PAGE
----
Norwegian Cruise Lines has just announced that it ending it’s play at forcing its passengers to pay for room service if they want to eat anything in their staterooms. What is incredibly offensive to me is not that the play to boost onboard revenue was so blatantly obvious, but NCL decided to blame the passengers for not being clean enough for Frank Del Rio, Sr. for both its need and its failure.
Let’s back up. When Frank Del Rio, Sr., took over Norwegian Cruise Lines he stated that he was going to increase onboard revenue from each passenger by $3 to $4 per day:
I’m not asking for the moon, but an extra $3 or $4 per person. There are two people per room, for a seven-day cruise that is an extra $50. Can I get $50 from you and your wife to come aboard my ships versus someone else’s ships, and how do I get you to do that? I think I have a lot of different levers to pull.
So how has NCL gone about it? What are those levers? It hasn’t done it in a way that the average passenger would clearly recognize…and even less so by one who booked his/her cruise before the increased revenue concept was put in place. Rather than raising the cruise fare (which everyone would notice), NCL increased drink prices by $0.25 or so per drink and started charging $7.95 per room service order.
Clearly the increase in drink prices was hard to object to (and, let’s face it, not many people are going to forego a beer over $0.25), but charging for room service? That is a horse of a different color. There was immediate resistance…and a lot of it. People did the obvious: They helped themselves. Rather than call room service they went up to the buffet and brought food back to their staterooms.
This clearly undercut all that revenue that Mr. Del Rio had counted on. So how did NCL respond:
It banned the taking of food from the buffet back to your room. (You know the food you paid for when you booked your cruise.) Aside from the variety of food in the buffet being superior to NCL room service, even for a more upscale cruise passenger taking items from the buffet back to one’s room is commonplace.
For myself, I get up early, so grabbing a cup of coffee and a croissant and sitting on my balcony is the norm. It not only is quick, it doesn’t wake up my girlfriend as room service would. Heck, I’ll even grab some cheese later in the afternoon and bring it back to enjoy with a glass of wine…rather than have room service “cubed” cheese. In each instance I am doing anything but trying to avoid paying a fee (not that I have ever been on a cruise where there was such a charge). I am just trying to have a snack with a bit of quiet time rather than the noise of the buffet.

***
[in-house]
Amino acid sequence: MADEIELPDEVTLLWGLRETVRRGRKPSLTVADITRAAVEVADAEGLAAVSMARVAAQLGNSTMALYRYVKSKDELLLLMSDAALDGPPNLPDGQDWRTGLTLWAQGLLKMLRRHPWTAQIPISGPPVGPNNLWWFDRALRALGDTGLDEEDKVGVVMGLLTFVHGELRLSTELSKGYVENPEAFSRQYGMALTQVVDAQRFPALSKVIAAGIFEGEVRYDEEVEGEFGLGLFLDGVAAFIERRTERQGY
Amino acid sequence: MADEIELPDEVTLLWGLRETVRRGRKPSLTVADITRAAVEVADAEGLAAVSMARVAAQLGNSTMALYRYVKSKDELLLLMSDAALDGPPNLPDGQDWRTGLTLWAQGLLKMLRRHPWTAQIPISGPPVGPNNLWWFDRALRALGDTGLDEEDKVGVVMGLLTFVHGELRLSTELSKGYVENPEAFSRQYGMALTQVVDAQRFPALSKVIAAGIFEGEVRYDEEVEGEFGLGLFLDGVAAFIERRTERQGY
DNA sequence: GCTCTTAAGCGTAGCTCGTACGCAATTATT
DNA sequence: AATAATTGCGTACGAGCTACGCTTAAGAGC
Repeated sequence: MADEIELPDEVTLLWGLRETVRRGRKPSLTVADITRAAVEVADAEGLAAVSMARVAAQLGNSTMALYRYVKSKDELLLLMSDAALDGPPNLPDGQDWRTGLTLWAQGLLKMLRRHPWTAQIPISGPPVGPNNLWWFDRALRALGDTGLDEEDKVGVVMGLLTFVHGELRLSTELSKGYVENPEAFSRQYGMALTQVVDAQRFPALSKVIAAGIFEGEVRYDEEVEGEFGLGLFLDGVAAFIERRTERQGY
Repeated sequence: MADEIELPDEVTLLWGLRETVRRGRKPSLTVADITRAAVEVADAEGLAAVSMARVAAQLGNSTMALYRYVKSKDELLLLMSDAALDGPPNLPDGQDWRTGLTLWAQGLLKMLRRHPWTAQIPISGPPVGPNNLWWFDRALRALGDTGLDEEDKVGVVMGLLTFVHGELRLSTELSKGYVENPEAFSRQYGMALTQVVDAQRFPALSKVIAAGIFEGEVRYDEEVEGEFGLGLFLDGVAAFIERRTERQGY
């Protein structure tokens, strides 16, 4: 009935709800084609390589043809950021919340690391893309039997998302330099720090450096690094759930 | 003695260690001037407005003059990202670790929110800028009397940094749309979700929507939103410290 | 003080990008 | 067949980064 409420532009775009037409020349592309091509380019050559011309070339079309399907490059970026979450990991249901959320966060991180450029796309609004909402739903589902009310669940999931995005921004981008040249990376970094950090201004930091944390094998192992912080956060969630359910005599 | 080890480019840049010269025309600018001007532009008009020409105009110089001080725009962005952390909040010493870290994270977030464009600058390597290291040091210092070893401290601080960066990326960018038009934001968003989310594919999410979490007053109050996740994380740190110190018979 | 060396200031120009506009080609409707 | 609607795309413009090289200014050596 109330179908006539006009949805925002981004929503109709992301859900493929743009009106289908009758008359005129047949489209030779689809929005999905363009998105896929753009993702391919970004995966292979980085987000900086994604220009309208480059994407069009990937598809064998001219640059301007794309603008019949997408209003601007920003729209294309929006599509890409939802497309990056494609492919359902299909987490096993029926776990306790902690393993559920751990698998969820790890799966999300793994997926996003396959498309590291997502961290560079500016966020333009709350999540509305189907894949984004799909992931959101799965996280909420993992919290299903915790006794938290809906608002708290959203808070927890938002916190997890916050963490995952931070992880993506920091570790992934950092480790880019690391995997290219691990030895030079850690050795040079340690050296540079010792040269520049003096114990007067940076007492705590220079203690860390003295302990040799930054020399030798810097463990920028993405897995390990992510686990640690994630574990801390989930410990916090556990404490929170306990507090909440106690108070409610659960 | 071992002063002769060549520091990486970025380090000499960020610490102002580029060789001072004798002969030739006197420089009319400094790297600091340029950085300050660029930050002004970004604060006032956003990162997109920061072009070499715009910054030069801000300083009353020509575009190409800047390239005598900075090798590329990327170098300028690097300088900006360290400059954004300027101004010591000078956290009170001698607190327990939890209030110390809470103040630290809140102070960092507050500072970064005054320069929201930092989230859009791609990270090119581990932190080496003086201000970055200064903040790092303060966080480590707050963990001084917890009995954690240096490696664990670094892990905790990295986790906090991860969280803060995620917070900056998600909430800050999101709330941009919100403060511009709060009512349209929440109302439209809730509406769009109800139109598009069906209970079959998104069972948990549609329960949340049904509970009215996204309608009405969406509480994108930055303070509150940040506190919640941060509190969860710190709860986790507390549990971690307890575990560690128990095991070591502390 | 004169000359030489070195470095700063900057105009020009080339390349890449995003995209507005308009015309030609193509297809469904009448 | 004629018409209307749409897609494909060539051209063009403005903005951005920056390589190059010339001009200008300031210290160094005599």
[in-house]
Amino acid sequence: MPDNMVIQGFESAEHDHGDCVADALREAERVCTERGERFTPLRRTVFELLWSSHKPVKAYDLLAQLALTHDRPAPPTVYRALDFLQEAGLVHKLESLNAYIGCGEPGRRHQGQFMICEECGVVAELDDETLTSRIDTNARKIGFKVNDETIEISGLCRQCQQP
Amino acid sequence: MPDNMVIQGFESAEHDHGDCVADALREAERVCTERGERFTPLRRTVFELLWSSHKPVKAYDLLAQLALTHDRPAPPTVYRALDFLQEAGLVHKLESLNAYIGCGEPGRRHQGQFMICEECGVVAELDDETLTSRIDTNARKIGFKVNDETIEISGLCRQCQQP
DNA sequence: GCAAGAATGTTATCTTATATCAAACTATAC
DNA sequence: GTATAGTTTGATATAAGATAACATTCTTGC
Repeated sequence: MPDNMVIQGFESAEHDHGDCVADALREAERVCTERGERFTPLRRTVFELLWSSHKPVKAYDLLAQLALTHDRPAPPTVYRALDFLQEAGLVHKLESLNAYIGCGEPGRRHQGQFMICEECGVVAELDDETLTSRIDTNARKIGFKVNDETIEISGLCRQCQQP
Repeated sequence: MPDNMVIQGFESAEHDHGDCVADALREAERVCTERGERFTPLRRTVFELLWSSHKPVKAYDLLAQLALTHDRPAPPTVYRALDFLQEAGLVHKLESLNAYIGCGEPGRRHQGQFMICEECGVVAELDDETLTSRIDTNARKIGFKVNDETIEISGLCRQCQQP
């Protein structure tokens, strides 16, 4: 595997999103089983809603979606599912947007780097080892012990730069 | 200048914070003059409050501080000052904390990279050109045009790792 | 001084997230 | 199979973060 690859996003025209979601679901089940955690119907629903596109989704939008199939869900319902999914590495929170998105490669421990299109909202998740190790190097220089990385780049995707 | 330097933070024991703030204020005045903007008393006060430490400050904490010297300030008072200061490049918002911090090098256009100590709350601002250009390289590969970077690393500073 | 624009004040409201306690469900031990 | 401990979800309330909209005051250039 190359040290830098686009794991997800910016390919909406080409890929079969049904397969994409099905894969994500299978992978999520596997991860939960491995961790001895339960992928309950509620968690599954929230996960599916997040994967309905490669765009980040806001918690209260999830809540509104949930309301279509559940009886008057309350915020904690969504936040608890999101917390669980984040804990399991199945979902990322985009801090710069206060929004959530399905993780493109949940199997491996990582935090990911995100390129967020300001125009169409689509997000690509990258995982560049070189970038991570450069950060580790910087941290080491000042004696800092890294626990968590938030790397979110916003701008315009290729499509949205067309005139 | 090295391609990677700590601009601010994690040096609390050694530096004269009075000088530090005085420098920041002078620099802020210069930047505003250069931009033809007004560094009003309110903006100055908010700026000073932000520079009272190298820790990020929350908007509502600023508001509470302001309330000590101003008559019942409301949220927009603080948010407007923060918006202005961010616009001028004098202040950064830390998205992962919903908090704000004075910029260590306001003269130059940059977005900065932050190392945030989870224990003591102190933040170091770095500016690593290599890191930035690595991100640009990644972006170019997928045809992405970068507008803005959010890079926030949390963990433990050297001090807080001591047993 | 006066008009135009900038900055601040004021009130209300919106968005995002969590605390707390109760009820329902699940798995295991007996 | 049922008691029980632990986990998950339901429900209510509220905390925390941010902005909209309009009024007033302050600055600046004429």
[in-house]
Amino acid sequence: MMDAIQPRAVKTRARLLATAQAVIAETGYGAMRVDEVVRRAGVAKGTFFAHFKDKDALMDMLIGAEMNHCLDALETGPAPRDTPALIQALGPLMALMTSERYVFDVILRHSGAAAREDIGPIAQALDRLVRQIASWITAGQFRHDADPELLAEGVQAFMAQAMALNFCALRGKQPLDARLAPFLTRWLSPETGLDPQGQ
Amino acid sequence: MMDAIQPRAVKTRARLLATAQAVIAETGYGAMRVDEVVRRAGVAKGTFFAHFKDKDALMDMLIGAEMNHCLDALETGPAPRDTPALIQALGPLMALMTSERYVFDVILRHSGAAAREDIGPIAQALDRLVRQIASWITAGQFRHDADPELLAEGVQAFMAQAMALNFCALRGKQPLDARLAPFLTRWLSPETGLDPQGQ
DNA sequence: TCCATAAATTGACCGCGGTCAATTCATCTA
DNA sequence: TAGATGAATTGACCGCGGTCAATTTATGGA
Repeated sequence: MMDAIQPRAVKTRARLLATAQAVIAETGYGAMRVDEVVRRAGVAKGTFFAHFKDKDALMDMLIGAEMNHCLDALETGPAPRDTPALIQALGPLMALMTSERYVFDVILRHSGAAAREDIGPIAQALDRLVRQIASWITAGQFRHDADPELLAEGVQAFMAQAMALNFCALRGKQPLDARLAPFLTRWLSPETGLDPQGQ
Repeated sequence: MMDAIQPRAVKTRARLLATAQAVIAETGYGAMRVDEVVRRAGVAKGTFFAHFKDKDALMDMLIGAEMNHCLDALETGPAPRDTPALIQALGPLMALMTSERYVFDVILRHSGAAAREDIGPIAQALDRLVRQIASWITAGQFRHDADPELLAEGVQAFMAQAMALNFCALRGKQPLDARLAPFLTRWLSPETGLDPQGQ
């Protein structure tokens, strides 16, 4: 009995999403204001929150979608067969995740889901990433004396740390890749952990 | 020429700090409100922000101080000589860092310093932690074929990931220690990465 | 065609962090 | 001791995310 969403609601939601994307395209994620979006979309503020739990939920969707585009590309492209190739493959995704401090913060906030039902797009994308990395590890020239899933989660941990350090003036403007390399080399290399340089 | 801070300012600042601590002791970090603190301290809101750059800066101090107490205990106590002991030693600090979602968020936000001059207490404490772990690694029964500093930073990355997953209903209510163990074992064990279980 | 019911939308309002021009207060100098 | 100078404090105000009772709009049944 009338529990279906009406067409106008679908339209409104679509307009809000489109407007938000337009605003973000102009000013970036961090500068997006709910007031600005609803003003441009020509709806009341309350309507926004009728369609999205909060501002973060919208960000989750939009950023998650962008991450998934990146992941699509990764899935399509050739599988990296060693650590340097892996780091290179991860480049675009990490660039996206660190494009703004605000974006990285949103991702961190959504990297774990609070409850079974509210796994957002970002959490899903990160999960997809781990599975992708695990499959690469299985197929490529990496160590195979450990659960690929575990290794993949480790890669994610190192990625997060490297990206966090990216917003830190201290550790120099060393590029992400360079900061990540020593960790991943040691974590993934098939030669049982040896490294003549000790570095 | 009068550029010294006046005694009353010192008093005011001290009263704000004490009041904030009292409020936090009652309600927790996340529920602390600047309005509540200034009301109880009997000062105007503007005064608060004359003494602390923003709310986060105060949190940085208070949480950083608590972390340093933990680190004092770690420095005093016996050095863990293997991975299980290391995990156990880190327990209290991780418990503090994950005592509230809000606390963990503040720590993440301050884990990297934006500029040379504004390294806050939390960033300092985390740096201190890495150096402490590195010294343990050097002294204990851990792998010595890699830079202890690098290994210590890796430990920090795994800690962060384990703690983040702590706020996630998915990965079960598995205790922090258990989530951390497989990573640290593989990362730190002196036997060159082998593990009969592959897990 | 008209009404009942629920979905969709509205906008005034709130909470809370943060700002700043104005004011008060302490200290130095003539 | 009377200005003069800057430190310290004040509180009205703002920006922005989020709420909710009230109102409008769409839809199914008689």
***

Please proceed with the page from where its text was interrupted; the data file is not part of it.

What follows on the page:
But with passengers literally up in arms (with the room service police stopping them from taking anything from any dining venue) NCL couldn’t say that their money grab didn’t work. No, they had to blame the passengers.
According to NCL CEO, Andy Stuart (who is pretty much one of the nicest guys you will ever meet) as noted in USA Today:
The new policy was nothing more than an attempt to create a more pristine environment on ships, which in turn would improve the customer experience. He says it was implemented after a recent visit to a Norwegian vessel by new Norwegian Cruise Line Holdings CEO Frank Del Rio, who was shocked by the number of dirty food trays and plates piled in corridors and the spills caused by passengers carrying food back to their rooms. In one instance, Del Rio watched as gravy slopped onto a carpeted floor from a plate being carried by a passenger.
So the issue purportedly was not revenue, but NCL guests are slobs? Seriously?
It is, plain and simply, offensive.
I also have to pause and say “pristine environment”? How about the staff attending to cleaning better? (I have been on a few NCL ships and let’s just say I have seen more consistent cleaning efforts from staterooms to public spaces to bathrooms on other lines.) And, by the way: What percentage of those “dirty food trays” actually were loaded with room service items?
Do you want me to tell you the number of times one of Frank Del Rio’s Oceania or Regent Seven Seas guests have spilled a cocktail or wine on the carpets? How about the number of room service trays that Oceania and Regent people put in the hallway and there is no charge therefore?
How about this for non-monetary driven questions and ideas?
No, this was a pure and simple money grab that went wrong…and then the only way NCL saw as a way to get out from under it was to insult their passengers because they could not maintain a “pristine environment”…or was that the staff isn’t tasked to do it?
I just wonder how Andy Stuart felt having to relay that ridiculous program and then offer up that ridiculous excuse. Andy, brace yourself for I can see another round coming!